Patients who have large varicose veins generally have what is known as reflux disease. This means the valves in the great saphenous vein or small saphenous vein are damaged, and consequently blood is allowed to flow in the wrong direction in these veins. Until 2001 the only effective treatment for this condition was a varicose vein stripping. This was a somewhat painful and disfiguring operation that required general anesthesia and several weeks recuperation before it was possible to return to normal activities. In 2001 the technique of venous thermal ablation was developed, which has proven to be a marked improvement over vein stripping in every conceivable area. It is less painful, quicker, leaves virtually no scars, allows an almost immediate return to normal activity, can be done with local anesthesia, and is less expensive. It can be used in almost all patients who have either great saphenous vein or small saphenous vein reflux. It has also been found that the long term (>5 years) effectiveness of the treatment is just as good as for varicose vein stripping.
Venefit / VNUS Closure™ thermal ablation
There are several different techniques that can be used for venous ablation treatment. The first technique is a variation of a procedure that was first used in the 1930’s for the treatment of hemorrhoids, and is known as radiofrequency ablation or Venefit/VNUS Closure™. With this technique a catheter is inserted into the offending vein, and an electrical current is used to slowly heat the vein. The term radiofrequency is used because the frequency of the current that is used is just below the frequency of an AM radio station. Typically, the treatment takes a few minutes per vein, and the set of wires are slowly withdrawn during this time to ensure treatment of the entire course of the vein.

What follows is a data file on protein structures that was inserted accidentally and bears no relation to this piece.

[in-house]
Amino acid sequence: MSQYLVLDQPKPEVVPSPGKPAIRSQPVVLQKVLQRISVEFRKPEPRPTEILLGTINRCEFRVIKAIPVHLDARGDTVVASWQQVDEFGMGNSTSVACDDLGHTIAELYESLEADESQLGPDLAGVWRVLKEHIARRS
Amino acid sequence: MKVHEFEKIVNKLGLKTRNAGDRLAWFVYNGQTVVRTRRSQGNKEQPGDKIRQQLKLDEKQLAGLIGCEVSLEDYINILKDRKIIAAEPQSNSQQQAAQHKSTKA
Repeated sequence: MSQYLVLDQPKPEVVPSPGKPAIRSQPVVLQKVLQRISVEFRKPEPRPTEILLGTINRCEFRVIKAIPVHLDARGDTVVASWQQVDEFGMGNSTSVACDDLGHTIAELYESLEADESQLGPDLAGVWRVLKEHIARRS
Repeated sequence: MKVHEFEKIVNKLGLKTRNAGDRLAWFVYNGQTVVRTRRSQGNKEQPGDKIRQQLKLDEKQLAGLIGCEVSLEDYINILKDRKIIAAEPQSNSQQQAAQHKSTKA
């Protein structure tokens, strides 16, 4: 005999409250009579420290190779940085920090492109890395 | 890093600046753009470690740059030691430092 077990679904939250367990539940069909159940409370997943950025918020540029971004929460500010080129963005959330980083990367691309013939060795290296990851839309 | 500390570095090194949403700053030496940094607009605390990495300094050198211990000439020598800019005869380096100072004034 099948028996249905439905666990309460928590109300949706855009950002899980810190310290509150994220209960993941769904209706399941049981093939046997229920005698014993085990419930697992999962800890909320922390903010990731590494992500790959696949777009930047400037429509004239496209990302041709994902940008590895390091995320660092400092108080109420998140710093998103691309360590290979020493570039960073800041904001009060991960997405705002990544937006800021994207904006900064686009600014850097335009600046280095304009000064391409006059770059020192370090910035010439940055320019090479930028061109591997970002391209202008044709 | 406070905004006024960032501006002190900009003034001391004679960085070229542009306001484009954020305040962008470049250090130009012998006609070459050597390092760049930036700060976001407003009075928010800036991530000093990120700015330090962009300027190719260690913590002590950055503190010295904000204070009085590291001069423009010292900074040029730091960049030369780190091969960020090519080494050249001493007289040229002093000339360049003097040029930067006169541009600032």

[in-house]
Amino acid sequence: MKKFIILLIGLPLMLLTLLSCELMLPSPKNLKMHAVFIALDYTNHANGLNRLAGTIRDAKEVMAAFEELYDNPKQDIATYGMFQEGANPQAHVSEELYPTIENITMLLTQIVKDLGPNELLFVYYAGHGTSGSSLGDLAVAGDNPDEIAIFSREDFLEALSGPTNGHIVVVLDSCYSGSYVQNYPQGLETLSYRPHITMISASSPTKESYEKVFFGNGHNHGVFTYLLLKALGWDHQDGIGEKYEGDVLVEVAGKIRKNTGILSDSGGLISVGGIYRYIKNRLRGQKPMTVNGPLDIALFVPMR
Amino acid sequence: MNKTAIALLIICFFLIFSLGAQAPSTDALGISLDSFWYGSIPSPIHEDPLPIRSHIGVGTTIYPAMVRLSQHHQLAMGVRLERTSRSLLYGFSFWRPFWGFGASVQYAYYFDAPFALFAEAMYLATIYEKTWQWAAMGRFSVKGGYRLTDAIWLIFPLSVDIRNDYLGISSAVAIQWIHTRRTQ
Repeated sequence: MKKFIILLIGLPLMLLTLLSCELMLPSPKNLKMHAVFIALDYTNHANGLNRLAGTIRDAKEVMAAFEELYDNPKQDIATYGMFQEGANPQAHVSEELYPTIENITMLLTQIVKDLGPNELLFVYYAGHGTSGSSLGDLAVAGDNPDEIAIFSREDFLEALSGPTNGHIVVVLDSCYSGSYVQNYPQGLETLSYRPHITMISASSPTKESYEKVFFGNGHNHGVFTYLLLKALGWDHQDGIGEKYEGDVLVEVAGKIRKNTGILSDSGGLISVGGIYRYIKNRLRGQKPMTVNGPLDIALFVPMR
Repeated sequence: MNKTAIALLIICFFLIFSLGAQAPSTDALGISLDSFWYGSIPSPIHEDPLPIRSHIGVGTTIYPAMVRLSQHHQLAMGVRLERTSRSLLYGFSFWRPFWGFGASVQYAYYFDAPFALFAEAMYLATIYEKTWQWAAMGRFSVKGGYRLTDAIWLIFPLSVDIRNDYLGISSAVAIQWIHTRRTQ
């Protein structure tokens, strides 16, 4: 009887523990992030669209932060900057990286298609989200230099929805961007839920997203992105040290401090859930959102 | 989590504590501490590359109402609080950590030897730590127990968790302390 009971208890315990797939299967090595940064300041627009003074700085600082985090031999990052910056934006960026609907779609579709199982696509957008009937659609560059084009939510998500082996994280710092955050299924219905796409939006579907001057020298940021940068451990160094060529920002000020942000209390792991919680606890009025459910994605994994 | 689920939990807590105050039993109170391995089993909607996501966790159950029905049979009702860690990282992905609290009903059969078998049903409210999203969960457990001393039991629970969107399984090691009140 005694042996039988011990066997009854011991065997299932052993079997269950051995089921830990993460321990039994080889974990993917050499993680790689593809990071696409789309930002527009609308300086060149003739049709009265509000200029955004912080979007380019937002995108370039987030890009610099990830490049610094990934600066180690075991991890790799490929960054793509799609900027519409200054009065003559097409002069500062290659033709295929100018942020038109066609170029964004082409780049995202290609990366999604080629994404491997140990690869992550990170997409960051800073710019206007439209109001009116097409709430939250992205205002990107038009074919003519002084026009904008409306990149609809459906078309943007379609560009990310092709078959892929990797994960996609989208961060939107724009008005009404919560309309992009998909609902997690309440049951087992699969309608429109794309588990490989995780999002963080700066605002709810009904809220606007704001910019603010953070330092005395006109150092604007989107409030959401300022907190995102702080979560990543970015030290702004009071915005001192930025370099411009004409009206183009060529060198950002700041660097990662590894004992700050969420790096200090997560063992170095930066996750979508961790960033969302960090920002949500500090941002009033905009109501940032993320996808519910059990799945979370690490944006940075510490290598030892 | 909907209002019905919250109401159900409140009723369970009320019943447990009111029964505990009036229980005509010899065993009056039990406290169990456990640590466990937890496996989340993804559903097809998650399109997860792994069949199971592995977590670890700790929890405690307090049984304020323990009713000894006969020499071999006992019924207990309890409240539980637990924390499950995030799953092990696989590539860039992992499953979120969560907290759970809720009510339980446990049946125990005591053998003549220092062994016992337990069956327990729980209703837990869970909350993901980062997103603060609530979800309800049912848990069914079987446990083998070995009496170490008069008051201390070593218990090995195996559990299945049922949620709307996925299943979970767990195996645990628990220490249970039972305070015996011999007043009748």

Endovenous laser treatment thermal ablation
The second technique makes use of a more recent technical development—that of the laser. This procedure, which is known as Endovenous Laser Treatment (EVLT) or Endovenous Laser Ablation Treatment (EVLAT), involves passing a laser optic fiber into the vein and heating the vein with laser energy. This technique also damages the vein, with the actual treatment taking about a minute.
Steam thermal ablation
The third technique is still considered investigational and involves a very old technology—steam. With this approach a catheter is placed in the vein and the vein is heated by injecting hot steam into the catheter, or by injecting water that is then converted to steam by a small heating element in the tip of the catheter. It appears that this technique, while being just as safe and effective as both Endovenous Laser and Venefit/VNUS Closure™ ablation, offers no particular advantage over these two procedures.
FDA EVLT study
Willamette Vein Centré was one of ten research sites selected by the FDA for the clinical investigation of endovenous laser treatment in 2001. Since then over 900 offices, clinics and hospitals have joined us in using endovenous laser treatment for venous reflux disease. More recently, we have added Venefit/VNUS Closure™ to our vein treatment repertoire, thus giving our patients the option of choosing from one of two excellent ablation techniques.